First, a big thank you to Stephanie Singer from Uniquity Pilates in New London, New Hampshire for letting me borrow her Exo Chair for this review.
When picking out a new Pilates Chair for your studio or home, you have probably noticed there are a lot of options to choose from. In a previous blog post, I have already reviewed the Wunda Chair and Combo Chair by Balanced Body. Today, let’s take a look at the features of the Exo Chair.
There are so many things to list in the “Pros” column. First of all, it’s a really well-made chair. It feels very solid and sturdy which is impressive considering that it’s light-weight. It’s easy to pick it up and move around when you need to, but the feet at the bottom keep it secure when it’s in use.
The Exo Chair has 2 springs attached in the center which makes a difference for many exercises. While many Chairs attach the springs to the outside of the pedal, the center springs on the Exo Chair help to bring awareness to the pubis, which serves as muscle attachment for adductors, and the pelvic floor. You can feel this in exercises such as Seated Leg Pumps. One downside to consider is that the springs could be in your way if you’re used to keeping your feet together.
When changing the springs on the Exo chair, the height of the pedal stays pretty much the same which makes for a much easier setup compared to Chairs with 4 springs.
This Chair can be ordered or retrofitted with a split pedal, which opens up some great exercises. I would definitely recommend the split pedal. You simply pull the dowel out and the two sides of the pedal will move independently. The pedal is made from wood which contributes to this Chair feeling solid and sturdy. The pads on the pedal are wider than the Wunda Chair which makes it more accessible for more people, especially those with wide shoulders. The wider pad on the pedal is possible because the springs are attached on the inside.
The Exo Chair is 2 inches wider and higher than the Wunda Chair. According to the dimensions on the Balanced Body website, it’s 2 inches higher but it didn’t feel to me like it’s that much higher. No more than one inch, I would say.
It has the option of adding resistance bands called Slastix.
Balanced Body makes a sitting box riser for the Exo Chair which is a great option. For example, if you have a student who can’t do Swan from the top without the legs being supported, this is a great option.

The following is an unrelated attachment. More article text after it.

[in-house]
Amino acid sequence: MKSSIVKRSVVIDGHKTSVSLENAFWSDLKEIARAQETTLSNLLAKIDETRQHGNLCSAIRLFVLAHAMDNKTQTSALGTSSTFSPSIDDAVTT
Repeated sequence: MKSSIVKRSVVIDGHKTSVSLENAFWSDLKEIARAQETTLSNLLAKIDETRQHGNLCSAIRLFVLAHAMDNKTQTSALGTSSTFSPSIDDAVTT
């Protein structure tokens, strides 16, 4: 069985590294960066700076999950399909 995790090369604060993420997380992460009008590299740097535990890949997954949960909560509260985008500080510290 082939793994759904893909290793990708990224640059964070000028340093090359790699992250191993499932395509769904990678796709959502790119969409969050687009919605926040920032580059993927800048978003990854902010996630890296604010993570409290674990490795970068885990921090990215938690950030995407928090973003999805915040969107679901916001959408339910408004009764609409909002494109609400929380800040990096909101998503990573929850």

This brings us to one very big consideration to add to the “Cons” column. Unfortunately, this Chair doesn’t have the option for poles. Many students depend on poles for balance, so if this is the first chair you’re buying, you’ll need one with poles. This is especially important to consider in a group class, where you can’t spot everyone at the same time. My recommendation is to leave out any exercises that require a great amount of balance, such as Standing Leg Pump, and those where you’d be standing on top of the chair, such as Forward Lunges or Side Lunges. Even in exercises such as Side Balance I prefer having the poles to help with alignment. But it’s definitely fine to teach group classes using the Exo Chair, just choose appropriate exercises for the people in your class. Don’t put anyone at risk. (I probably like the poles because they keep my heart rate and adrenaline levels at a manageable level. Ha! But I’m a scaredy-cat.)
Regarding cost, the Exo Chair is more affordable than both the Wunda Chair and Combo Chair.
Bottom line, if you want to add a second or third chair to your studio, then the Balanced Body Exo Chair would be a great choice. If you are looking for your one and only chair, look at one that comes with (the option of adding) handles.
Clearly, there’s a lot to consider but I hope this helps you make an informed decision.
What features do you like best and least about the Chair you currently use?
Join our mailing list to receive the latest news and updates.
Don't worry, your information will not be shared.